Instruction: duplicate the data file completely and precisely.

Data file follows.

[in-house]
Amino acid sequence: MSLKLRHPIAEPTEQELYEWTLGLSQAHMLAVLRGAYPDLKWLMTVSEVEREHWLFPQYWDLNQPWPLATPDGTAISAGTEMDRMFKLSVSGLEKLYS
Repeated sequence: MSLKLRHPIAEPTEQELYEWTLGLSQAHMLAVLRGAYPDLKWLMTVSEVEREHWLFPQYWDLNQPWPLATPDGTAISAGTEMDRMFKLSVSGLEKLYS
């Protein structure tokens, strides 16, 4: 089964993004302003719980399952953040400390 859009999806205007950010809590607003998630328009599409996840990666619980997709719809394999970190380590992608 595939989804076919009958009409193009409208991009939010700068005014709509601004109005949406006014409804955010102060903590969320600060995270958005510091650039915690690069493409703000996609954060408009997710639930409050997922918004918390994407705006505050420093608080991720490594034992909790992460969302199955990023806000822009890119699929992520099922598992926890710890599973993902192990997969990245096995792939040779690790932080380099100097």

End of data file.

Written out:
[in-house]
Amino acid sequence: MSLKLRHPIAEPTEQELYEWTLGLSQAHMLAVLRGAYPDLKWLMTVSEVEREHWLFPQYWDLNQPWPLATPDGTAISAGTEMDRMFKLSVSGLEKLYS
Repeated sequence: MSLKLRHPIAEPTEQELYEWTLGLSQAHMLAVLRGAYPDLKWLMTVSEVEREHWLFPQYWDLNQPWPLATPDGTAISAGTEMDRMFKLSVSGLEKLYS
């Protein structure tokens, strides 16, 4: 089964993004302003719980399952953040400390 859009999806205007950010809590607003998630328009599409996840990666619980997709719809394999970190380590992608 595939989804076919009958009409193009409208991009939010700068005014709509601004109005949406006014409804955010102060903590969320600060995270958005510091650039915690690069493409703000996609954060408009997710639930409050997922918004918390994407705006505050420093608080991720490594034992909790992460969302199955990023806000822009890119699929992520099922598992926890710890599973993902192990997969990245096995792939040779690790932080380099100097």